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David Burt

S/1816 Private

10th Battalion, Argyll & Sutherland Highlanders, 27th Infantry Brigade, 9th (Scottish) Division.

Age: 19

Date of Death: Killed in Action 15.10.15

Buried: Menin Gate Memorial Panel 42 & 44

Family history: Son of Mrs Janet Burt of 12 Port Downie, Camelon. He had two brothers, Thomas was wounded at Loos and taken prisoner and was in Switzerland awaiting an exchange as a Prisoner of War. His other brother James was serving with the Royal Warwicks. In addition, he had a half-brother who lived in Manchester and three sisters, two of whom lived in Camelon and the other in Glasgow. His father is not known.

David Burt was employed as a Moulder at the Port Downie Iron Works before he enlisted on 17 August 1914 in Stenhousemuir. He was sent to France on 11 May 1915. He was posted missing on 15 October 1915 and his death was not officially confirmed until August 1917. His mother was notified of his death in a letter in October 1915 from his friends recorded in the Falkirk Herald on 1 September 1917: ‘….received word from some of his chums that he had been in a trench that was mined and blown up by the enemy’

Visit to Thomas Burt in Switzerland

Mrs Burt visited her son Thomas in Switzerland on 2 July 1917 and the story of her visit was printed in the Falkirk Herald. The visit was made possible by the Soldiers’ and Sailors’ Families Association and the Red Cross the party travelled across France not leaving the rain except for meals. On arrival in Switzerland she met her son and stayed in a house with him for ten days. He had been wounded in the chest and leg with his knee cap being shattered. When in hospital in Germany there was talk of amputating his leg however, a German doctor, who had been in Edinburgh Infirmary before the War, saved his leg. Thomas had spent one year as a PoW in Germany and a similar time in Switzerland awaiting exchange of prisoners.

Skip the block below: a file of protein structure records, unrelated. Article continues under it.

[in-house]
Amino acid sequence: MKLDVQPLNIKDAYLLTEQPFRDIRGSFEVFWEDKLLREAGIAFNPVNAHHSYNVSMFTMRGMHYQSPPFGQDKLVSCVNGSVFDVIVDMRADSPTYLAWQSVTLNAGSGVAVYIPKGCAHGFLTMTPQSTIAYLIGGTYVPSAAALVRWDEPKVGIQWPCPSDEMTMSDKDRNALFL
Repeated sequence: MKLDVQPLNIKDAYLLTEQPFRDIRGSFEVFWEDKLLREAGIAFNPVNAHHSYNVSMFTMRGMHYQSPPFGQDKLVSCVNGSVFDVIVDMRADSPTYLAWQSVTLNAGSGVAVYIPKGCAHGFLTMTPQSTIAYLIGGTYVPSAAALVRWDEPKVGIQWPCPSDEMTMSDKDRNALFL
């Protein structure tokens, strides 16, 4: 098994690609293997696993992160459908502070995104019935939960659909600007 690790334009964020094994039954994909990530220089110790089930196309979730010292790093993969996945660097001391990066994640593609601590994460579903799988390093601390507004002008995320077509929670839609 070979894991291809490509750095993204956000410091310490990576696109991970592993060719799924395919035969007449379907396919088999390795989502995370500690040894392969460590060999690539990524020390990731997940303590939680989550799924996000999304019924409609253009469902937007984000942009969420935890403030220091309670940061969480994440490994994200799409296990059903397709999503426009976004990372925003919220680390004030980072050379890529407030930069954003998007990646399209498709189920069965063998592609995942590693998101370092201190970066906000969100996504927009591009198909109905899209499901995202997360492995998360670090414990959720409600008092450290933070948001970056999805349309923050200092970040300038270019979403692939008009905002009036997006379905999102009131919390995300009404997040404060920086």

David Burt - The action leading to his death

On the 10 October 1915, the Battalion held the trenches numbered 27, 28 and 29 at the Bluff. This was one of the best places in the Salient for observation and was therefore one of the first places that mine warfare developed. The Ypres-Commines canal runs south from Ypres and the spoil from the canal works was thrown up on either side to form what became known as the Bluff and further along Spoilbank. The trench lines were established in the area between Verbrandenmolen and the Bluff at the end of 1914 by French troops. The trenches here being numbered rather than named when the British took over.

The dispositions of the 10/Argyll’s saw three companies ‘A’, ‘B’, and ‘C’ occupy trenches the trenches and ‘D’ company was in reserve in dugouts at Spoilbank. ‘A’ company had two platoons in the firing line and two platoons in support in dugouts on the Bluff. On the evening of 12 October, the Battalion was relieved by the 6th Battalion Royal Scots fusiliers who took over trenches 27 and 28 leaving 10th Argyll’s holding trench 29 with ‘A’ company and the other companies in reserve in Canal Bank and Spoilbank.

Sketch Map from 10th Argyll & Sutherland Highlanders War Dairy October 1915. showing the trenches they occupied at the Bluff.

At 6am on 13 October the Germans exploded a mine underneath an old crater in trench 29 and the War Diary records:

David Burt was one of the casualties and is listed on the Menin Gate Memorial.

Medals Awarded:

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